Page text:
Dragon Boat Festival keeps the beast at bay

By LIU KUN in Wuhan and YE ZIZHEN in Beijing | CHINA DAILY | Updated: 2021-06-14 08:07
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Tourists and a local resident make zongzi, sticky rice dumplings, at a competition in Linyi, Shandong province, on Sunday, in celebration of the traditional Dragon Boat Festival, which falls on Monday. The festival comes on the fifth day of the fifth month of the lunar calendar. [Photo by Wang Yanbin/for China Daily]

Celebration crosses ethnic lines and national boundaries as an important cultural event on the fifth day of the fifth month

Traditional Chinese festivals always have their symbolic foods-especially the four traditional big festivals. For Spring Festival, people think of dumplings. For Mid-Autumn Festival it's mooncakes. Tomb Sweeping Day has green rice balls. And the Dragon Boat Festival-or Duanwu Festival-features zongzi, or sticky rice dumplings.

There is always a core idea behind each festival. Reunion is the theme of the Spring and Mid-Autumn Festivals, while memorializing and worshipping ancestors is the core idea of Tomb Sweeping Day.

For the Dragon Boat Festival, which falls on the fifth day of the fifth month of the lunar calendar, getting rid of disease, avoiding disasters and wishing for good health are the core ideas.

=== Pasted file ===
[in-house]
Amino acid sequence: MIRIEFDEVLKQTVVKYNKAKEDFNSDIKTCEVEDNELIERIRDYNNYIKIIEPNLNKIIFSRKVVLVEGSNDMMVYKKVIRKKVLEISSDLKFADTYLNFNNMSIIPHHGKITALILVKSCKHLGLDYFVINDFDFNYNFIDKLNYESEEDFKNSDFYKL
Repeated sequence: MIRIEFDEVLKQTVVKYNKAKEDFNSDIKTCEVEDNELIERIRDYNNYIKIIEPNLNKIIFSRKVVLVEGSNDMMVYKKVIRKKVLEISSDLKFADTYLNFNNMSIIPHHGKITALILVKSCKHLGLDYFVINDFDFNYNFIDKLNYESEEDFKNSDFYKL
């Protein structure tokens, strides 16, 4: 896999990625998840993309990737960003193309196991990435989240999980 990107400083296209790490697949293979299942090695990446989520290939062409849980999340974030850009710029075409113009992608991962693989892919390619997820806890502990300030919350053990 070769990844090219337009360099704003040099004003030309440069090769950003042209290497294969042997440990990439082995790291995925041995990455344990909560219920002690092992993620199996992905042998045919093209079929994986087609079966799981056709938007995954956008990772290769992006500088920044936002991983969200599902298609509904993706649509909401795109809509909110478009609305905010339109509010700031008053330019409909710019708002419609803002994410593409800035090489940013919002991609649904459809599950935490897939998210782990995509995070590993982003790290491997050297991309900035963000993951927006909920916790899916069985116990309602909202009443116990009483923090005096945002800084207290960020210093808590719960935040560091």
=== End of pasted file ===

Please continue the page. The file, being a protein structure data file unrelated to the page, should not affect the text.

Based on ancient writings, Chen Lianshan, a professor of Chinese folklore, thinks that 2,000 years ago the Duanwu Festival was closely related to people's wishes to prevent epidemics, ward off devil spirits and wish for good health.

Xiao Fang, a sociologist at Beijing Normal University, thinks that as a traditional festival Duanwu ranks second only to Spring Festival because its month is associated with bad luck and devil spirits. A major activity to celebrate Dragon Boat Festival is a race of dragon boats, which is thought to calm those spirits.

Wen Yiduo (1899-1946), a poet and academic, wrote that on the fifth day of the fifth month, people threw rice dumplings into the water and raced the dragon boats-activities expressing awe of the dragon below and the hope that it will not make trouble in the days to come.

Besides racing dragon boats, people also hang sweet sedge and wormwood on their front doors, drink realgar wine and make pouches filled with herbs, all customs to get rid of evil spirits.

Though it's a traditional festival, the Dragon Boat Festival holiday was not made a public holiday until 2008, together with Mid-Autumn Festival and Tomb Sweeping Day.

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